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As America’s business turns to renewable power, major oil companies want to grab more of that action. European oil companies such as British Petroleum and Royal Dutch Shell are building wind and power projects. They also are striking deals to supply electricity to big corporate buyers such as Amazon and Microsoft by broadening their domain into traditional power projects.
The moves come as more businesses look to limit their carbon emissions. More companies bought a record amount of renewable power last year and even more this year. Historically, power supply has been regional, with utilities generating and providing electricity to homes and businesses in their specific area of interest.
Oil executives claim their global reach gives them additional supply power not available to regional specialists. Major oil producers know that now is the time to pursue such capabilities as the power supply changes may come faster than expected.
Exxon Mobil Corp and Chevron Corp haven’t entered the business yet. They are slow to diverge into green electricity due to their lifelong identity with oil. European companies such as the major Shell corporations are confronting the inevitable.
France’s Total agreed to supply solar power to U.S. drugmaker Merck Co. Shell agreed to provide Amazon, the world’s largest corporate buyer of renewable energy; Amazon plans to power its entire operation with renewable energy by 2024.
All these examples point to a realization by all oil companies, big or small, that urgent changes must be made or total disintegration may be the ultimate result. It is very likely that the great U.S. oil production objectives such as fracking will come to naught, given another decade or two at the most.
Clean air may be only an empty wish for now, but it may well be an urgent necessity by 2050, at the very latest. Whether the energy giants like this or not, the tidal waves of future reality will be the ultimate judge of redemption — or bankruptcy.
Since the activating of inflation has not been a factor recently, this danger to a smooth economy has not been an active source of discussion.
Heavily supported by the Federal Reserve and its dynamic boss, Jerome Powell, the incredible printing of new money staved off galloping high prices, usually attendant upon demand exceeding supply.
However, by holding off the inevitable, the upcoming inflation could be fiercer as limited supply meets the hungry wolves of demand that have been waiting to burst out as the COVID-19 pandemic comes under control. This waiting period was worse because of the lack of labor waiting on the sidelines.
The latter has been supported by government stimulus awarded to those waiting, but not ready now, to get back to work. Therefore, unemployment is relatively low, with demand coming on like gangbusters.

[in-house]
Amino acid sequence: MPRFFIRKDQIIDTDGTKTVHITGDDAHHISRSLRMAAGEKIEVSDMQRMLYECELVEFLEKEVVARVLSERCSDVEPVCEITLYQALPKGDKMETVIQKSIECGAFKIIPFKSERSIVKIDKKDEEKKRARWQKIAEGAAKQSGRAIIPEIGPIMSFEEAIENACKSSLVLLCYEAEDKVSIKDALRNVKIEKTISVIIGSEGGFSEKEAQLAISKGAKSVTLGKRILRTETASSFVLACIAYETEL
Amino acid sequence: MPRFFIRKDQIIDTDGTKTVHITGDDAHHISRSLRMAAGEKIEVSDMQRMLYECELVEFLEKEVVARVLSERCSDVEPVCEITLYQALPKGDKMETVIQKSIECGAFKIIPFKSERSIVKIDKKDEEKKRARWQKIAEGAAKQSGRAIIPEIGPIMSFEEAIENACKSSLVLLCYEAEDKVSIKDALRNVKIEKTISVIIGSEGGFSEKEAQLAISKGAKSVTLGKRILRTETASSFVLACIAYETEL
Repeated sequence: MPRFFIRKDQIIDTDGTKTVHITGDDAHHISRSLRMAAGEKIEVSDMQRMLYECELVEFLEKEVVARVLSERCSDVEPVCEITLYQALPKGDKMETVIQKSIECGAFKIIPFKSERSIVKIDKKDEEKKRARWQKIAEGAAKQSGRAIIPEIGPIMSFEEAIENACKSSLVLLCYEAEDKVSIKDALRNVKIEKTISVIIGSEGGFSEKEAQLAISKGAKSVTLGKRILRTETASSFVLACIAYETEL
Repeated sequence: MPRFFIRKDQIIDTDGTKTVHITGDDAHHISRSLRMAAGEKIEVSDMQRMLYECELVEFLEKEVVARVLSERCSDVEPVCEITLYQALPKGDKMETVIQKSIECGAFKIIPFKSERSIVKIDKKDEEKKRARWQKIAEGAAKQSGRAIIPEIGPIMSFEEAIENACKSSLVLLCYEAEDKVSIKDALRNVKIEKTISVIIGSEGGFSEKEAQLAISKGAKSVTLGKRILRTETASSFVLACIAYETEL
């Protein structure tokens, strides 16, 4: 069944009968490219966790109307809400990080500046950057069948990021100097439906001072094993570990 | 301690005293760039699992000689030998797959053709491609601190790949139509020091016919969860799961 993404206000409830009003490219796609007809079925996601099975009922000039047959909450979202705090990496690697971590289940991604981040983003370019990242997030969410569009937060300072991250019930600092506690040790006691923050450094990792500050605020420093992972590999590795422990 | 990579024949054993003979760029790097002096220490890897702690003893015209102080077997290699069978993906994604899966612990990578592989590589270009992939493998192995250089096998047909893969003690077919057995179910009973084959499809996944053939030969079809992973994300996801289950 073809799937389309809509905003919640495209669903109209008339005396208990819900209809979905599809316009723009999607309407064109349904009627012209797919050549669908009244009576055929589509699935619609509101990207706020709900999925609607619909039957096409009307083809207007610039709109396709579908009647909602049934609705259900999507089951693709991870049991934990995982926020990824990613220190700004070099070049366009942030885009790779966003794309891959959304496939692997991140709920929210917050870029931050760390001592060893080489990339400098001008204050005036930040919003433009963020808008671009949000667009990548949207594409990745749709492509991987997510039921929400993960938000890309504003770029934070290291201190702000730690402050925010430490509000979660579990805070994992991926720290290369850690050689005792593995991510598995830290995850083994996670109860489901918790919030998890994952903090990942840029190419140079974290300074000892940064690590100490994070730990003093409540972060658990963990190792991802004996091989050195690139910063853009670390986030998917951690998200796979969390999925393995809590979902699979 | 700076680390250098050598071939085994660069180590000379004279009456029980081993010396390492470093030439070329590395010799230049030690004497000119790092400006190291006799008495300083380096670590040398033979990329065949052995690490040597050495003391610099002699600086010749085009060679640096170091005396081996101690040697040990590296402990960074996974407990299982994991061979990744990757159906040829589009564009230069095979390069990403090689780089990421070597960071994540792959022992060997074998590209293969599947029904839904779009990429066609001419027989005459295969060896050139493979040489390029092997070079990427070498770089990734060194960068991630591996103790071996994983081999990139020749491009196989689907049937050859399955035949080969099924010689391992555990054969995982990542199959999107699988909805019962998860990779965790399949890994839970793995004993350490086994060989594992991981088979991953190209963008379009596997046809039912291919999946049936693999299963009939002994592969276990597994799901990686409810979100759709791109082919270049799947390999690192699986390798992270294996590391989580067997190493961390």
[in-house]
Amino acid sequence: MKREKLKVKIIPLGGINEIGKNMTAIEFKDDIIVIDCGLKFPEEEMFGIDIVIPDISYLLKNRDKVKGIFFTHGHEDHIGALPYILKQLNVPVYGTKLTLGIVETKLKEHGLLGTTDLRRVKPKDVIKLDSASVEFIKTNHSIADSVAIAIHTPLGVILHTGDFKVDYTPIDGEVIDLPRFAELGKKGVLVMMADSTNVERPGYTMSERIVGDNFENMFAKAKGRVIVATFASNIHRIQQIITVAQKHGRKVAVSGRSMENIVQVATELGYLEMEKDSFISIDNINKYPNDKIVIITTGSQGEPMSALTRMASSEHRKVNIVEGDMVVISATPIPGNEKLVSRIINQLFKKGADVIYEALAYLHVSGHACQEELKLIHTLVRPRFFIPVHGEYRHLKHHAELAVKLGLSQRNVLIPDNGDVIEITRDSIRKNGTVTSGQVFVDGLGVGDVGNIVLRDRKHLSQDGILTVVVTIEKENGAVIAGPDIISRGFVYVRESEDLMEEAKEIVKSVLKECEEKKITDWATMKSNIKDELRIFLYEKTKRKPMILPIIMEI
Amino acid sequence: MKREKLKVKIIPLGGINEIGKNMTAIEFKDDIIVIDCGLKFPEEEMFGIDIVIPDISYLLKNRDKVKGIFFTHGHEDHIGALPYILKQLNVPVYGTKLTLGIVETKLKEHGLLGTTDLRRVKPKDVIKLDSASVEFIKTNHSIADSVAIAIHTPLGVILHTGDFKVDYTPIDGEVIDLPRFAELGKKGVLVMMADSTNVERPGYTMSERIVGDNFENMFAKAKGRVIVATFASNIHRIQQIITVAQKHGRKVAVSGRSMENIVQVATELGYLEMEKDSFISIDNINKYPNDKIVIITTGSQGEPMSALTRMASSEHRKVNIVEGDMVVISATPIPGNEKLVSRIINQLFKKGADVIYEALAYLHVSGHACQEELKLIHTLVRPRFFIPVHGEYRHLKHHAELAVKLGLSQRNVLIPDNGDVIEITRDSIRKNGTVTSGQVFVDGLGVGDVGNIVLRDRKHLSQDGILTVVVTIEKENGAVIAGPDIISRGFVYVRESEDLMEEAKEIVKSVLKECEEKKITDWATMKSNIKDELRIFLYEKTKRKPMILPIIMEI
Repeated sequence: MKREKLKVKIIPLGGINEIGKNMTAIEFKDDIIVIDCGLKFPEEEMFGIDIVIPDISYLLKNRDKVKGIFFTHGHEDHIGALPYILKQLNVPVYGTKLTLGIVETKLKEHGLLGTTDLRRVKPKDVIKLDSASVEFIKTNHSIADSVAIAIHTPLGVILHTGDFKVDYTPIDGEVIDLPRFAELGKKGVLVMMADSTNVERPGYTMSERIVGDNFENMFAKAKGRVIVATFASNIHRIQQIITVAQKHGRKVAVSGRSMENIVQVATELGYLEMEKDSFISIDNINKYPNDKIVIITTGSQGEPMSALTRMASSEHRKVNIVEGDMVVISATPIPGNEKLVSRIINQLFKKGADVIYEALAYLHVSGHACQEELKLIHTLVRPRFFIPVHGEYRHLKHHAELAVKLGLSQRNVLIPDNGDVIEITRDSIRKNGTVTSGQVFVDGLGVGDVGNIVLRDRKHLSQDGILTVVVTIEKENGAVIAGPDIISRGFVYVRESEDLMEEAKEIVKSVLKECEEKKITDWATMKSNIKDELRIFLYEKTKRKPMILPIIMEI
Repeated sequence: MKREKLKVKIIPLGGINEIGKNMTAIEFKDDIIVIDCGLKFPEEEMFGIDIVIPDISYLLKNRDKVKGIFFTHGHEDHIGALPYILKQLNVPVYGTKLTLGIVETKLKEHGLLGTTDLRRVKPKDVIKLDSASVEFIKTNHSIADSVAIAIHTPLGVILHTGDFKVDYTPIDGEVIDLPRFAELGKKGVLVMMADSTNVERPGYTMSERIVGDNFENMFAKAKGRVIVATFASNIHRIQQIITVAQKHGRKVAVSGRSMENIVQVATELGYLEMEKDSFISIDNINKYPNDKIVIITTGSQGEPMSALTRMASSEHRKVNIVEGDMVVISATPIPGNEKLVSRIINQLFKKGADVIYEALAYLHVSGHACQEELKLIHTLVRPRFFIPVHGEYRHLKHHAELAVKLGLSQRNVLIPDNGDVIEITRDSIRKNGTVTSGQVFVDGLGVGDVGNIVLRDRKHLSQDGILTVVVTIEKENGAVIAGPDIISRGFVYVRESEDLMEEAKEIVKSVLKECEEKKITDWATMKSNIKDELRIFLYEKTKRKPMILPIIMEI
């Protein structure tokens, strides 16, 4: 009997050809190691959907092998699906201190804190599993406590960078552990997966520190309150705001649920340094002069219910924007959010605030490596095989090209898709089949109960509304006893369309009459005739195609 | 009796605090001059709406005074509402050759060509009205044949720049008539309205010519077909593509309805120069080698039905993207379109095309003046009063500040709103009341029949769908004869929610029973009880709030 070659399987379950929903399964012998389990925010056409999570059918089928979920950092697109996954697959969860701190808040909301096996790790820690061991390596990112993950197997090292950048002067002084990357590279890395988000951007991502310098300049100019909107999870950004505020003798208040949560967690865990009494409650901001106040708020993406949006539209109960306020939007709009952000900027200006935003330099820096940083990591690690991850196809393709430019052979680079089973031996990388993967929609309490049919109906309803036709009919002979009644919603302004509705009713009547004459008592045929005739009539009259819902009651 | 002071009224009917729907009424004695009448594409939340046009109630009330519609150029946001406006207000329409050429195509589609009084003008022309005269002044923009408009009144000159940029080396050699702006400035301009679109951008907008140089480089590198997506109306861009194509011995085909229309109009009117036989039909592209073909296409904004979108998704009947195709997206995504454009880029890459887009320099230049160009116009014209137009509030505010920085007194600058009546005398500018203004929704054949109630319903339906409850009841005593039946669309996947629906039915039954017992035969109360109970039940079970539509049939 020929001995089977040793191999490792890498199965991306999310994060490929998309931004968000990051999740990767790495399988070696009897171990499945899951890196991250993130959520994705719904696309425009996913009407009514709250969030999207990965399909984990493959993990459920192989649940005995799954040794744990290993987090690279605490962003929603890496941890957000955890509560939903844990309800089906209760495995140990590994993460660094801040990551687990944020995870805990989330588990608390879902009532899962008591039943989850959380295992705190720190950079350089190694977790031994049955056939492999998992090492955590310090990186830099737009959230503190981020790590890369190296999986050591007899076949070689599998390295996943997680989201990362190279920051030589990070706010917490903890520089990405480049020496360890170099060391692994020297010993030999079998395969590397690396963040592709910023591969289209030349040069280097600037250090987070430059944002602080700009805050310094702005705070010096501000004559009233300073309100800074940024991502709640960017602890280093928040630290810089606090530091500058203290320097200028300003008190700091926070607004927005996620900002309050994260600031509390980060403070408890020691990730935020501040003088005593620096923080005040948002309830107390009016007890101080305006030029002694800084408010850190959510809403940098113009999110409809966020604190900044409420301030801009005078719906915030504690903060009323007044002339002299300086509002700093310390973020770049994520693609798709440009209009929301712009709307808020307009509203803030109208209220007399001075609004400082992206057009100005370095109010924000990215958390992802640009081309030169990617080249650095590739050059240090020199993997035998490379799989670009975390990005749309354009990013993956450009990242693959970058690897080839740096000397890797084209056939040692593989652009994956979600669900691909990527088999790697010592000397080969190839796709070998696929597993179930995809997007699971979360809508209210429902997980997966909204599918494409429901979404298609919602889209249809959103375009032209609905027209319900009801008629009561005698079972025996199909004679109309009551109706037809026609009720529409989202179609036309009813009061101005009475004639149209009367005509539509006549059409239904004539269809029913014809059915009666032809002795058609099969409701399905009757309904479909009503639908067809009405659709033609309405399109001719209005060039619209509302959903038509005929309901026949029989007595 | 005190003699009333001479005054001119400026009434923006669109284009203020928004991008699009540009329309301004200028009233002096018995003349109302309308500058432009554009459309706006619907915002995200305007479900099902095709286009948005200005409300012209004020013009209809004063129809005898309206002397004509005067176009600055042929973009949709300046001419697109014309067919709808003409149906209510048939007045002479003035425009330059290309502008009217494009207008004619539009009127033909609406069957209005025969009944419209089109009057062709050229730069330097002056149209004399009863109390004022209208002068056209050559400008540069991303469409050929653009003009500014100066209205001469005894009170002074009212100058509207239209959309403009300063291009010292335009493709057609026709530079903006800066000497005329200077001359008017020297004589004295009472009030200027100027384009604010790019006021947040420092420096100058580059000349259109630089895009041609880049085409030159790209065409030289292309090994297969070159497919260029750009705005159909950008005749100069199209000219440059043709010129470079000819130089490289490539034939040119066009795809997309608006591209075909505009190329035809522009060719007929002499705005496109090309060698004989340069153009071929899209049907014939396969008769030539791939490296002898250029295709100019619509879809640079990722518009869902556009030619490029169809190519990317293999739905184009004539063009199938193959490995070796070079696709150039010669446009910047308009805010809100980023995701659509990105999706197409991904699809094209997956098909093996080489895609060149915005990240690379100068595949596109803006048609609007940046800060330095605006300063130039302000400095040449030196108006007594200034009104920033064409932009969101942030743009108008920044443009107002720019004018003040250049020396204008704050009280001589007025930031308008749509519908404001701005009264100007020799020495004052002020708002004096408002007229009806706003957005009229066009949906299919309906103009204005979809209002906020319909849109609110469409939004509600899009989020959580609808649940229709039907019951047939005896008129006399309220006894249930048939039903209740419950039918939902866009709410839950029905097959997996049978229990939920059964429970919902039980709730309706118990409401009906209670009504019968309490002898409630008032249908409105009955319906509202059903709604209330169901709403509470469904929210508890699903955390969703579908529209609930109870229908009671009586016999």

While the demand factor has been pressuring higher prices faster than usual, much of the labor supply usually looking for jobs hasn’t occurred.
The unusual demand for new housing complicates this transition even more. Worse is the threat of major new taxes being pushed by President Joe Biden, much of which are likely to happen.
The demand breakout, usually expected after a lengthy drought, will likely be even more dynamic than ever as normal, timely demand is engendered by the thousands of end-use products that had been unmovable for the past few years.
Is ‘Hot’ Recovery Generating Investment Surge?
In the early first quarter of 2021, an unexpected stock market surge was belling heavily on a major recovery from the original “crash” that took place more than a year ago.
Led by more than two dozen actively managed exchange-traded funds, these have jumped at least 20 percent so far this year, outpacing the Standard and Poor 500's 12 percent climb. Goldman Sachs’ analysts say 56 percent of stock pickers say large-caps are beating their benchmarks, the highest percentage in more than a decade.
Some of the best performers include companies with smaller market capitalizations. Also, value stocks — those deemed inexpensive relative to measures of a company’s net worth — are doing well.
These moves mark a reversal of last year’s trend when the pandemic slowed economic activity and stock pickers flooded into shares of technology companies expected to benefit from the future. New business activity is expected to surge to its highest level in at least four decades. This is driving investors toward shares of manufacturing energy companies and those tied to economic growth.
National banks, including Wells Fargo and Chase Manhattan, believe the economy will continue accelerating, which is bound to generate greater borrowing amounts. The Federal Reserve’s “big book” report on regional economies keeps close tabs on their unemployment numbers.
This bank optimism is additionally intensified for value stock and smaller-cap names. There are risks, however, in highly valued stocks, such as volatile energy. This becomes even riskier as higher oil and natural gas prices are at crosshairs with President Biden’s focus on clean air.
The current higher energy prices for oil and natural gas are climbing quickly on the verge of 2021's second half. Some analysts say a crash of demand for oil this summer could push prices even higher. It calls for intense borrowing from banks, making even the exchange-traded friends a future target at a time of reversal later in the year.
A possible future crash would be even more telling as they jump from such an investment skyscraper to dramatically end the current upward trend.